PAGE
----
The cities, all over the world, have much better health facilities. But the rural areas, particularly in countries like ours, suffer from not only lack of proper infrastructure, but also from proper communications.
In Bengal, almost in every district, some people have come up to establish a communication network to help covid-19 patients in various ways. Most of them are college students who have gone back to their homes as colleges are closed. Some of them are using the technological know-how they learned in Kolkata.
In Cooch Bihar, a northern region at the foothills of the Himalayas one such group of students has opened a website called ‘Covid helpline Cob database’. This website is helping people in getting an ambulance, medicine, admission in hospitals, supply of food, water, blood plasma, and oxygen. It is also providing help for registration for vaccination or providing telemedicine.
One of the many young men and women associated with this effort is Ratul Tarafdar. He was associated with a covid helpline while studying in a college in Kolkata. He says he has seen how the crisis unfolded in Kolkata and decided to save his district from facing a similar situation. And now an increasing number of people are coming up to join the effort.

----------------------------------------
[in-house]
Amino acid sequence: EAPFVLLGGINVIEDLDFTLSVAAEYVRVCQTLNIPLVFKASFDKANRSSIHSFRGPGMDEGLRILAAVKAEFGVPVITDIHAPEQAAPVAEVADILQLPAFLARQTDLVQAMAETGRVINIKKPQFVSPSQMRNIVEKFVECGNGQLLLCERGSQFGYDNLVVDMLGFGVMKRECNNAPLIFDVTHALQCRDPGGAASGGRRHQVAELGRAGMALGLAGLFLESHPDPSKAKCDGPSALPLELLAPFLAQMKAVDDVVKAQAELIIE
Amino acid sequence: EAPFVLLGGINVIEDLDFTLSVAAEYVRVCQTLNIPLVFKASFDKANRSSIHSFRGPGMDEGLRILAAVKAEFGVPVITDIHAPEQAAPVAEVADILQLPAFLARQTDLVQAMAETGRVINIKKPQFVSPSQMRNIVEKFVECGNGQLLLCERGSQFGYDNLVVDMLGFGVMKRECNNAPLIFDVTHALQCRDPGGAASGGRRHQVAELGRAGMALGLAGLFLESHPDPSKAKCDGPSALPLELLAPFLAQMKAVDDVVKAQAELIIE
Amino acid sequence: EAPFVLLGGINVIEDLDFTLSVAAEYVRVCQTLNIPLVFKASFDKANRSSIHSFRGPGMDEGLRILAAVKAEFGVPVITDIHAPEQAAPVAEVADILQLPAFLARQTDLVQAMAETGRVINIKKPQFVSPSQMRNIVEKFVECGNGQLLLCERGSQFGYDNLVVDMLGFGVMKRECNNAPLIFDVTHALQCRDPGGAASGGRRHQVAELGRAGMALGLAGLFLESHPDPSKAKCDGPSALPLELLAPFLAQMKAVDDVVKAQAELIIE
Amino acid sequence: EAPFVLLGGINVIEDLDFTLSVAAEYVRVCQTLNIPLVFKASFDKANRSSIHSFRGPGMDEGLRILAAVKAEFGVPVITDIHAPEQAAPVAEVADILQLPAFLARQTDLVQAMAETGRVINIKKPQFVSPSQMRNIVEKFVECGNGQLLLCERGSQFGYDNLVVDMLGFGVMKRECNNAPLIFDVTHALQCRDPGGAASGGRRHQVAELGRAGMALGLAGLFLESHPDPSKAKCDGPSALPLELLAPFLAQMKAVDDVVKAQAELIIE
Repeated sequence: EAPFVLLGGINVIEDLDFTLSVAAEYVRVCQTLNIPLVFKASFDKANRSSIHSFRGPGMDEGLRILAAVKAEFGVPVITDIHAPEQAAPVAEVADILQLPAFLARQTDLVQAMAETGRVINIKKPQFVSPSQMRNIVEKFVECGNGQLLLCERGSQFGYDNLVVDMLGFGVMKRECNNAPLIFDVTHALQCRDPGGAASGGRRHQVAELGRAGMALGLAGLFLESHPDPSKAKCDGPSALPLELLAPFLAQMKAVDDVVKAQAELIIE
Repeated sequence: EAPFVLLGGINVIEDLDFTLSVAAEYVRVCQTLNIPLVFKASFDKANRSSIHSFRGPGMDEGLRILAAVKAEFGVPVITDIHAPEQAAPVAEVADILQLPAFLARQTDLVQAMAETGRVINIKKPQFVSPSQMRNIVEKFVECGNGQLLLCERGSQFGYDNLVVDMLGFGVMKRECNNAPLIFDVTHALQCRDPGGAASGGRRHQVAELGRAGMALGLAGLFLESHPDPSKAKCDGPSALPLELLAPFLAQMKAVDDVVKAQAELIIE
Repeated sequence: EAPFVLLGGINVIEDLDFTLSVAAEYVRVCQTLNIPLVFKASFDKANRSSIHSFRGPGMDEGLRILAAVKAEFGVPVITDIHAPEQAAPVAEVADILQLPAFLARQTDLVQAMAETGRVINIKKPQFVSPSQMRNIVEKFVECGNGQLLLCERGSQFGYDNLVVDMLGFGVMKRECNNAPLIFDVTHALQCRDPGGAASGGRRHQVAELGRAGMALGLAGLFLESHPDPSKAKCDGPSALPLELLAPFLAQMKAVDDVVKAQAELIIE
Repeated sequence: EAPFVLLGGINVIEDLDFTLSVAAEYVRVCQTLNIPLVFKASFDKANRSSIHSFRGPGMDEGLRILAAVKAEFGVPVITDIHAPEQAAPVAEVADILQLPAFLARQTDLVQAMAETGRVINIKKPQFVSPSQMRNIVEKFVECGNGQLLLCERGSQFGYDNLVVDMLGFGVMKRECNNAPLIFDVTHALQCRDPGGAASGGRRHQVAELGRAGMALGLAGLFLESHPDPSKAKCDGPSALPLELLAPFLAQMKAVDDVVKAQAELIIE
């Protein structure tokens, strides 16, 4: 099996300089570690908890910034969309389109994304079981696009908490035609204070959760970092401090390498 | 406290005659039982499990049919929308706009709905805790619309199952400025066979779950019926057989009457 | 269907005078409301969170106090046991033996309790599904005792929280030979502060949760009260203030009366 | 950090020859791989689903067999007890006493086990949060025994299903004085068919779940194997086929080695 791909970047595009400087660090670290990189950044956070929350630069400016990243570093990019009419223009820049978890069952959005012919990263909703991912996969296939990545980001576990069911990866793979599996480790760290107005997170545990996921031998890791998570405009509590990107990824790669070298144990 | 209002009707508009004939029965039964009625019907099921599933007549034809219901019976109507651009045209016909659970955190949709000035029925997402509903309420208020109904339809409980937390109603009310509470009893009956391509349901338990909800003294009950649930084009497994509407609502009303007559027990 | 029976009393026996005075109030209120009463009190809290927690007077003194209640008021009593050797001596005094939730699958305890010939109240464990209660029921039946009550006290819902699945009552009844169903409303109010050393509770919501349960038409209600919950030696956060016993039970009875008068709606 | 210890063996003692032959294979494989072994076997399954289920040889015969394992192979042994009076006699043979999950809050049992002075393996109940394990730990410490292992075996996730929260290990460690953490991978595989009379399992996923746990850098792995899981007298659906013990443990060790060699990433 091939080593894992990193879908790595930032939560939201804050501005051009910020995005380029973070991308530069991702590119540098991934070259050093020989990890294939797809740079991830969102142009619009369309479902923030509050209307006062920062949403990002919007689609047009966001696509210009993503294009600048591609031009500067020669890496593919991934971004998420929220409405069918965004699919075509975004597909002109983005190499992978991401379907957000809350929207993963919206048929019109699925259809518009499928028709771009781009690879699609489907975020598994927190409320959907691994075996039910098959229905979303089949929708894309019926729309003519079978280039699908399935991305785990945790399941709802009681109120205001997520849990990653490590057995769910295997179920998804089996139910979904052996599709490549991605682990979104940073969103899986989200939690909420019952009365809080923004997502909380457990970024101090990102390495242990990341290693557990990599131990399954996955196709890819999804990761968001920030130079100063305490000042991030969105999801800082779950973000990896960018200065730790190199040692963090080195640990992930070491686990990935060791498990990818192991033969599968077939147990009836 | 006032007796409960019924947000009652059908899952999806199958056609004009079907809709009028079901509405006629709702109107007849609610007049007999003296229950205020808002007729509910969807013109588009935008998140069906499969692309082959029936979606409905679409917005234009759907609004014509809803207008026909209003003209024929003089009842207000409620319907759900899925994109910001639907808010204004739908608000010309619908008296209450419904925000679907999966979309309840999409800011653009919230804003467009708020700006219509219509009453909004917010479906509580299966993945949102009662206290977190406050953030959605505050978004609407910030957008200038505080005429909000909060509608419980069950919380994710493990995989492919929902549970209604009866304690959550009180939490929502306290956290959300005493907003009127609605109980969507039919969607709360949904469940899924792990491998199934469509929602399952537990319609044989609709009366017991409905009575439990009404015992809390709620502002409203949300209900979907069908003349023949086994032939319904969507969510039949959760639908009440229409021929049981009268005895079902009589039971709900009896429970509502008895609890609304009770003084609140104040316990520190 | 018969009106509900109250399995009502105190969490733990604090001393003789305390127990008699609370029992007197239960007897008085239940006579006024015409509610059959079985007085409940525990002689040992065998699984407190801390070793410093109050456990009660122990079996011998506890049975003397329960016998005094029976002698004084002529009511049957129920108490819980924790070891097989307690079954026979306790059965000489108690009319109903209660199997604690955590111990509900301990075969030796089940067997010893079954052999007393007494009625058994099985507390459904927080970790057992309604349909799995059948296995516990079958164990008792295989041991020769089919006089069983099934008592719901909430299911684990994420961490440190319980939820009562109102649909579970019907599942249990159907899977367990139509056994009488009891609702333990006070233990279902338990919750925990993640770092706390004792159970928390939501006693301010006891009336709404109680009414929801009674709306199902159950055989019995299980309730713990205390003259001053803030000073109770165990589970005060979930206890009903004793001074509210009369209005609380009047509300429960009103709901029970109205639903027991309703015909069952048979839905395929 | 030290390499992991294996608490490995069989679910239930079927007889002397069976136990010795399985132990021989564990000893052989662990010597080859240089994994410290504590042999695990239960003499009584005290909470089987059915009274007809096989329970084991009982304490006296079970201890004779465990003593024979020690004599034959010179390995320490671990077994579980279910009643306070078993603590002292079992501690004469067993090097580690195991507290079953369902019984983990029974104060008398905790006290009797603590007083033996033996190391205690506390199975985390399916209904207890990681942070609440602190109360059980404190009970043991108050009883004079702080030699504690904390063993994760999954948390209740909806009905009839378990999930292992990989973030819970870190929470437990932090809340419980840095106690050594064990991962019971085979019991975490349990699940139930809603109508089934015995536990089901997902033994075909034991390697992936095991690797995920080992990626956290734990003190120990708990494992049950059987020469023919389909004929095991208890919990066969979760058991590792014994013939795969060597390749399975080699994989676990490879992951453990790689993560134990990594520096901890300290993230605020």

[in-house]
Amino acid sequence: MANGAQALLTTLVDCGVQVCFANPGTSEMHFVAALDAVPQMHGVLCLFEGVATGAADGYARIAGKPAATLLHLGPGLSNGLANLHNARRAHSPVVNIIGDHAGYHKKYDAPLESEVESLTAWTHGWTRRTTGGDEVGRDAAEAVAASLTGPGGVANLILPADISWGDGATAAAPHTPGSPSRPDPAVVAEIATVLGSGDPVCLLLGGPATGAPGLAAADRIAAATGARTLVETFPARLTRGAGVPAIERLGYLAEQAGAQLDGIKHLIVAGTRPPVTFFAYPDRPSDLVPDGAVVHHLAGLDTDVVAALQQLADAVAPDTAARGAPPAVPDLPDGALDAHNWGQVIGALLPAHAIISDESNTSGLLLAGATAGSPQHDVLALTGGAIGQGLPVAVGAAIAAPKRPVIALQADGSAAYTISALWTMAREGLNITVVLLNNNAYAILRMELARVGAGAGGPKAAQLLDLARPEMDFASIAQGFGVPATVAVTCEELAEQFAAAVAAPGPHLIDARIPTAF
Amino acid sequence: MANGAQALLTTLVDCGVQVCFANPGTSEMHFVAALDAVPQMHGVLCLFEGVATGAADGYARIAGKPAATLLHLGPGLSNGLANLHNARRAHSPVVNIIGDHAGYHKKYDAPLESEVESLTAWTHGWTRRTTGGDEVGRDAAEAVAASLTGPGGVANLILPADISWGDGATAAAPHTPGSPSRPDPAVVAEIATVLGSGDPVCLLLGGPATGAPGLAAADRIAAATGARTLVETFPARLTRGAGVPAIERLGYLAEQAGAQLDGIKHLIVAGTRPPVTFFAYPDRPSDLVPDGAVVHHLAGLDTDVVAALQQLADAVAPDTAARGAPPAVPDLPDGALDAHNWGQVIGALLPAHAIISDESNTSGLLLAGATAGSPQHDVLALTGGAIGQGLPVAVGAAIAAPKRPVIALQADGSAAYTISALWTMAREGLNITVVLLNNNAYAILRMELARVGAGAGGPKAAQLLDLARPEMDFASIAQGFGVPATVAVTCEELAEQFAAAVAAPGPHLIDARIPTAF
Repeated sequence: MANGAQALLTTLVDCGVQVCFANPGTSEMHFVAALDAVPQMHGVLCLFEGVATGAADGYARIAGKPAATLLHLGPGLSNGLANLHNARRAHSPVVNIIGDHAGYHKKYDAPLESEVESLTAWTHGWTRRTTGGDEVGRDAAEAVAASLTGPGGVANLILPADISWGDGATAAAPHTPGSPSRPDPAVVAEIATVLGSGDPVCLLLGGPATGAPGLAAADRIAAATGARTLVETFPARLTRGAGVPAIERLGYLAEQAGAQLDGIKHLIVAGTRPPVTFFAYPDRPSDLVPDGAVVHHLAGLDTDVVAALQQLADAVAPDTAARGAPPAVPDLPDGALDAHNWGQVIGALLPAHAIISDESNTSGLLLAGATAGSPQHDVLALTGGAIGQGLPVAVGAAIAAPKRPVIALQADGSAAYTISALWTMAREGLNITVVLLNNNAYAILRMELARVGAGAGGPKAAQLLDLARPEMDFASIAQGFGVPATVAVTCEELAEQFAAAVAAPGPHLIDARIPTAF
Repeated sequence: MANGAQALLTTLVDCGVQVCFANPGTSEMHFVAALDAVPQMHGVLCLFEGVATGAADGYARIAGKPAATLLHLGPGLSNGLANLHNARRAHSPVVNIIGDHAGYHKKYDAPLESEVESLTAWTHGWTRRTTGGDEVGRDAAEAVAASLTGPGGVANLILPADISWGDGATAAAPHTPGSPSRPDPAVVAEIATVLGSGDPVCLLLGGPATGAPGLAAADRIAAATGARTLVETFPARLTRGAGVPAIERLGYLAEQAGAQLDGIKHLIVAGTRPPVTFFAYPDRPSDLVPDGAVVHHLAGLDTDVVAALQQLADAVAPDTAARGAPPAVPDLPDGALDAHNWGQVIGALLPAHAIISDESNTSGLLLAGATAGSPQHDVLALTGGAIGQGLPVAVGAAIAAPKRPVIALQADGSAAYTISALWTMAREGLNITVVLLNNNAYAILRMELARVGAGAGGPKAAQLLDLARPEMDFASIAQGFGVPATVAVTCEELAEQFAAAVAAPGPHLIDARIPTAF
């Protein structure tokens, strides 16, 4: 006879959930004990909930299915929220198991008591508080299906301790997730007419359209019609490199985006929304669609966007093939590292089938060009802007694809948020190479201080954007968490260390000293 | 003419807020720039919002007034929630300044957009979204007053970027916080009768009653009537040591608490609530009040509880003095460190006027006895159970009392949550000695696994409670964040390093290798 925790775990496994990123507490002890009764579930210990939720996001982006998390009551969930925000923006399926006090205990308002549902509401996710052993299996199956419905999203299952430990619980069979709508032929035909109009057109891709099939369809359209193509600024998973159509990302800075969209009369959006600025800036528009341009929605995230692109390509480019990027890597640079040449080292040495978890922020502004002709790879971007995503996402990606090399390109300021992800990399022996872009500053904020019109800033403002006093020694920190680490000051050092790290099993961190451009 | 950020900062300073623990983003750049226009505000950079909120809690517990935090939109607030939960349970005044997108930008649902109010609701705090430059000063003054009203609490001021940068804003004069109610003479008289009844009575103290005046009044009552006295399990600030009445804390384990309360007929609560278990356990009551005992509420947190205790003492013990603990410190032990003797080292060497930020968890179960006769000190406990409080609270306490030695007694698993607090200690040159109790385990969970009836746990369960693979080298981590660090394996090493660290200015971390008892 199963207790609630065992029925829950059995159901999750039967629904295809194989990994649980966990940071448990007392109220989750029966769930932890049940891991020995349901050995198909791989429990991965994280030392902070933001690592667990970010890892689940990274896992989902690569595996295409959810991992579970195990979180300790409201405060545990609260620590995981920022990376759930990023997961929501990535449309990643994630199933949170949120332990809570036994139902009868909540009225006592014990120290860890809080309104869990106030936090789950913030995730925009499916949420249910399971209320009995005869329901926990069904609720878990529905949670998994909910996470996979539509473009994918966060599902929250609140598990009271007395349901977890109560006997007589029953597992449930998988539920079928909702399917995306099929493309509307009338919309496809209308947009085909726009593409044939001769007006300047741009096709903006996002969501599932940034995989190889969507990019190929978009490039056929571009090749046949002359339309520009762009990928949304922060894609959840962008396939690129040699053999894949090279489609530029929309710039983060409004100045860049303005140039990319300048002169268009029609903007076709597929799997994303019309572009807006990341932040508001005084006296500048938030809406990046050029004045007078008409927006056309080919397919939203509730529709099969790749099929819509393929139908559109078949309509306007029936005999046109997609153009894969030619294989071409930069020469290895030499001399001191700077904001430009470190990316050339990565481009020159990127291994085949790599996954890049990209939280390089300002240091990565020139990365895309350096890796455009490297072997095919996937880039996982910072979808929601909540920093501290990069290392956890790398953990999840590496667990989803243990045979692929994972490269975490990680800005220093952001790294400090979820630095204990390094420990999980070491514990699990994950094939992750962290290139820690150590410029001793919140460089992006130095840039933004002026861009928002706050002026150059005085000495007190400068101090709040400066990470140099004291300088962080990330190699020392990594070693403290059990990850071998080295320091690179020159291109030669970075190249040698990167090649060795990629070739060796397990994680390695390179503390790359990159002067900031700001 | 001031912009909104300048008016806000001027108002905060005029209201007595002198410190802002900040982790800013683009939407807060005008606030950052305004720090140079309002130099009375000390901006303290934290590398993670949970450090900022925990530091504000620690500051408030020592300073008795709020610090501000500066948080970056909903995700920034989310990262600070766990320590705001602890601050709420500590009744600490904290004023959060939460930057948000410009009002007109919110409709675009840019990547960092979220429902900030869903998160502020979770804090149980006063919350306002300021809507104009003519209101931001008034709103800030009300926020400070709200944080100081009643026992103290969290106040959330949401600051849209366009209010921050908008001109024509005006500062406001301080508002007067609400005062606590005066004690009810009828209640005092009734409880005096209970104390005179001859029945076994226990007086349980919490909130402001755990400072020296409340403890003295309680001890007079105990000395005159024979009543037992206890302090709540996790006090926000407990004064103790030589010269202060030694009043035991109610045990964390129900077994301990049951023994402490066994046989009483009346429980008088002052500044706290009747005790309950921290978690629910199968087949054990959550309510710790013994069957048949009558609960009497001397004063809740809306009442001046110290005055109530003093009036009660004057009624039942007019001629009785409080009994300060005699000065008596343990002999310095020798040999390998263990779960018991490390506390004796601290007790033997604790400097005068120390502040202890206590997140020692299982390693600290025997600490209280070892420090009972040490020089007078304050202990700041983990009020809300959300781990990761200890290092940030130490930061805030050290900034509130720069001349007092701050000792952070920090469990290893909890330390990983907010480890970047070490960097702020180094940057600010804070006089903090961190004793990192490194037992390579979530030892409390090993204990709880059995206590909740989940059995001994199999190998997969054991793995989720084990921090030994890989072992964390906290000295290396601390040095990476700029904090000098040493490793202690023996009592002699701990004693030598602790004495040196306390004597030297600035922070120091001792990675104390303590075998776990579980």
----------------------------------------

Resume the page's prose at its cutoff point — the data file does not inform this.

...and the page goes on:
This is not an example of a one-off effort. In various districts, people are coming up with similar efforts. Debasish Maiti, a lecturer of a district college in Medinipur district, says, “Government websites are slow in updating information, and under such circumstances these private efforts are laudable. Getting proper information is the most important thing for the rural people. They are providing just that. It will save many lives, as otherwise, people would have died due to lack of proper help.”
Jyotirmoy Das, a 65-year old resident of Siuri of Birbhum district, has survived a severe coronavirus attack as he got oxygen on time thanks to such a website. His son Suman says that these websites and the contact numbers are given there are helping many people to get some urgently needed help in time of crisis.
The health department of the state is now mulling the idea of coordinating with such websites and organisations running those. A health officer admits in private that the communication from the government level is not adequate in the rural areas. This younger generation using the net as a tool for opening such communication is working as real ‘covid warriors’, admits the officer.
(The author Diptendra Raychaudhuri is a senior journalist based in Kolkata. He has a wide range of experience in covering West Bengal politics and has authored several books)